7 Medical Myths Debunked

The Healthy Truth

Don’t cross your eyes, they’ll stay that way!” As kids, we all heard this warning from grown-ups. And, come on, weren’t you just a little afraid that it might really happen? Here are some other health-related misconceptions that might make you go bug-eyed. 

MYTH #1: THE MORE OFTEN YOU SHAVE, THE THICKER YOUR BEARD WILL BE.
This is a man-sized myth. The size and shape of our hair follicles determines the thickness and texture of our hair – whether it is thick and coarse or thin and fine. The hair may appear coarser, but shaving doesn’t change the follicle, so frequent shaving won’t make your beard thicker.

MYTH #2: FRESH FRUITS AND VEGETABLES ARE BETTER THAN FROZEN.
“Frozen fruits and vegetables can be as good as or even better (nutritionally) than fresh as they are usually picked and frozen at the peak of ripeness, which tends to also be the peak of nutritional content,” says Susan Liebert, a registered dietitian with Mercy Hospital of Folsom. “When fresh fruits and vegetables are picked before they are ripe, shipped a long distance, and then sit on store shelves, they lose nutrients as well as flavor.”

MYTH #3: YOU SHOULD STRETCH BEFORE YOU EXERCISE.
The truth is, not always. Some studies suggest that pre-exercise stretching can actually increase the chances of injury since it destabilizes your muscle fibers. Some exercises, such as running, can benefit from warm up and stretching. But with others, like weight lifting, it is better to exercise and then stretch your muscles after you’re done.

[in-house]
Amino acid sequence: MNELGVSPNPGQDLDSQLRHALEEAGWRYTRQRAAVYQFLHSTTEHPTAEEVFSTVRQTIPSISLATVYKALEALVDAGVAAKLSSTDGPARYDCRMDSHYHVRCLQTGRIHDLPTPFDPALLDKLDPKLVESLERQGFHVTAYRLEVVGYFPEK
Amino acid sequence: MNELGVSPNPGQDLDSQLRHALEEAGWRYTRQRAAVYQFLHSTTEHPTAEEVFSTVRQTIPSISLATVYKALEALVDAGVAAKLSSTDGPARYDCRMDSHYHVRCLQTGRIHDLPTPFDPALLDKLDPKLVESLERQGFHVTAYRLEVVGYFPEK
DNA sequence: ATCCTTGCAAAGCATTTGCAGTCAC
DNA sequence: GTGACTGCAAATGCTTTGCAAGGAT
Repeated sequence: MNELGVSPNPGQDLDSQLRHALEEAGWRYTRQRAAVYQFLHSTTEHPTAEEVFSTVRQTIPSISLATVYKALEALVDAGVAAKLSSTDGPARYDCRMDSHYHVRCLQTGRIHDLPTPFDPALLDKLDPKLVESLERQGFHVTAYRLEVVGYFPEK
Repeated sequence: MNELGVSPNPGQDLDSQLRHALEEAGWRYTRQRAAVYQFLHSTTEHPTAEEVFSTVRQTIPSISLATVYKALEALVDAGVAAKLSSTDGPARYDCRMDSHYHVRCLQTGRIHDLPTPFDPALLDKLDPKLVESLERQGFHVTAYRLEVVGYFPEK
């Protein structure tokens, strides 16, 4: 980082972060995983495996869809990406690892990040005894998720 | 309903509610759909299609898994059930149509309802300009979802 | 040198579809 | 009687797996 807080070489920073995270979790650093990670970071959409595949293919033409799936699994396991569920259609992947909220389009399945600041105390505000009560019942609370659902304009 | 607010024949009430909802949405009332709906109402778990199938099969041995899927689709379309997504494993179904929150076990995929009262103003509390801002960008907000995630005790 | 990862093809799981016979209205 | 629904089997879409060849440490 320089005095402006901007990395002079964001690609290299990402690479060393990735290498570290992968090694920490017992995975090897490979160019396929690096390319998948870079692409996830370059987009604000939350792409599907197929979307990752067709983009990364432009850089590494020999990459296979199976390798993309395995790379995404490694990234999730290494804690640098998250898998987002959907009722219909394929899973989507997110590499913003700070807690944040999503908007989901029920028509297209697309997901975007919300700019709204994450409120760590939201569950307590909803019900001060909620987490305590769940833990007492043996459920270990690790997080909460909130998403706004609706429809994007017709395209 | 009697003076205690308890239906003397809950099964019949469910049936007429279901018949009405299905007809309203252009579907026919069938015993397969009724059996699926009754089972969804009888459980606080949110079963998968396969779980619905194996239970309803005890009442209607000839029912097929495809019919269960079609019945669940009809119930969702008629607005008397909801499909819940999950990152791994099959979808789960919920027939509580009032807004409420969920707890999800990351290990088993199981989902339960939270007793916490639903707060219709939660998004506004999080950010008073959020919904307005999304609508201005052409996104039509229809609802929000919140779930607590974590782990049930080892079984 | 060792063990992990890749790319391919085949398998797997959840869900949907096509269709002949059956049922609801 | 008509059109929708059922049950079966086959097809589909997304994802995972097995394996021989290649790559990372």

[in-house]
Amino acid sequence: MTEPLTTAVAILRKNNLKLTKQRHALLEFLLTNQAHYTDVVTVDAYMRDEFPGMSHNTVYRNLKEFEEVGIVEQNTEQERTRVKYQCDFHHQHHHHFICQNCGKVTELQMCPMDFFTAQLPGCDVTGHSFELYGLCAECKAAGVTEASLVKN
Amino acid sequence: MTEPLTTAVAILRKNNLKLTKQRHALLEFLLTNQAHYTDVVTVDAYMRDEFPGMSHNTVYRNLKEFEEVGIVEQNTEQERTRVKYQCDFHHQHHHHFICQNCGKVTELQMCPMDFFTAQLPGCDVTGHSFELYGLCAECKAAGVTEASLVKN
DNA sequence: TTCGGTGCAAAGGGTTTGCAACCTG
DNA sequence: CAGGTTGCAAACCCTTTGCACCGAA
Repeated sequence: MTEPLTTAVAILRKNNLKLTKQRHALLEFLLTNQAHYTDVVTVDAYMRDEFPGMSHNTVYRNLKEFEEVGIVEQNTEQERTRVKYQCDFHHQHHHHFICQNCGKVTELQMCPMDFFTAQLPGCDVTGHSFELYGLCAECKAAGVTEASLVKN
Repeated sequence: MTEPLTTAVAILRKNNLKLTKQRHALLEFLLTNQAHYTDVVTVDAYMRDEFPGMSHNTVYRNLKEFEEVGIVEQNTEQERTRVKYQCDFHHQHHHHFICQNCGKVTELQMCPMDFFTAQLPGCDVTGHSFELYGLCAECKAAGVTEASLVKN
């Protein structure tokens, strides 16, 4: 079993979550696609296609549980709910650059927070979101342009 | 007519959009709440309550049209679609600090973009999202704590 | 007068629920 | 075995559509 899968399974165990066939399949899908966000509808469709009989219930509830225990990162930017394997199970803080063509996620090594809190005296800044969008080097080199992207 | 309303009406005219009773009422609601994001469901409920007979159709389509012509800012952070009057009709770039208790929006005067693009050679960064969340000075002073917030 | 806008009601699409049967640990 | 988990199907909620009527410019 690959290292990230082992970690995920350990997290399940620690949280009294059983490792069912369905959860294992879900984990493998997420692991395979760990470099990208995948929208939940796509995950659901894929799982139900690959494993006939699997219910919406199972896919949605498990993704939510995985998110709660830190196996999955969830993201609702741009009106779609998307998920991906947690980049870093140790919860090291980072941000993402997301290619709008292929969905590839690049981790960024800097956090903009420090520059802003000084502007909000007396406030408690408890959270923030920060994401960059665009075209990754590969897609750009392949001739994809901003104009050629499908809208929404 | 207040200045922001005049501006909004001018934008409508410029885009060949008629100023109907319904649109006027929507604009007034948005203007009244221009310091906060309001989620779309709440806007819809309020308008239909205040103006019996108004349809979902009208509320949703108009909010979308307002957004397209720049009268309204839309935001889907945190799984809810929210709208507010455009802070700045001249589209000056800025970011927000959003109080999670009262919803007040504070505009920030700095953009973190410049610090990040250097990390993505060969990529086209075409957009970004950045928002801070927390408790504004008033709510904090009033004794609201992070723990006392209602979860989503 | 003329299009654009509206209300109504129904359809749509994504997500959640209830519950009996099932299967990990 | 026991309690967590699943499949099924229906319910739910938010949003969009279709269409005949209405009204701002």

MYTH #4: COLDS AND FLU ARE AT THEIR MOST CONTAGIOUS BEFORE ANY SYMPTOMS APPEAR.

This is untrue. They spread most easily when symptoms are at their worst. That’s because these infections are commonly passed through coughed-up or sneezed-out droplets containing the virus or via hand-to-hand contact. The risk of catching (or passing) something persists as long as the drip does. “It’s not a simple answer,” says Katharina Truelove, M.D. at Marshall Medical Center. “Some types of flu can be contagious for weeks after symptoms improve.”

MYTH #5: THE “FIVE-SECOND-RULE” FOR DROPPED FOOD IS SAFE.
Liebert, with Mercy Hospital of Folsom, cites a Clemson University study: “Researchers found that food dropped on the floor for as little as five seconds could pick up a significant number of bacteria – enough to make someone sick,” she relates. As few as 10 salmonella or 100 E. coli are enough to cause illness, especially in high-risk groups like the elderly, children, pregnant women and people with weakened immune systems. Quickly picking up dropped food does mean fewer bacteria are on it, but the safest choice is to just throw it out. 

MYTH #6: FOODS SWEETENED WITH FRUIT JUICE ARE MORE NUTRITIOUS.
Nope. Your body can’t tell the difference between regular sugar and the highly processed fruit juice concentrate that is used to sweeten many so-called “health foods,” nor does juice sweetener offer a significant nutritional advantage.

MYTH #7: GREASY FOODS CAUSE ACNE BREAKOUTS.
The American Academy of Dermatology says that extensive scientific research has yet to find a connection between diet and acne. In other words, foods don’t cause breakouts – good news for teenagers who love pizza! •

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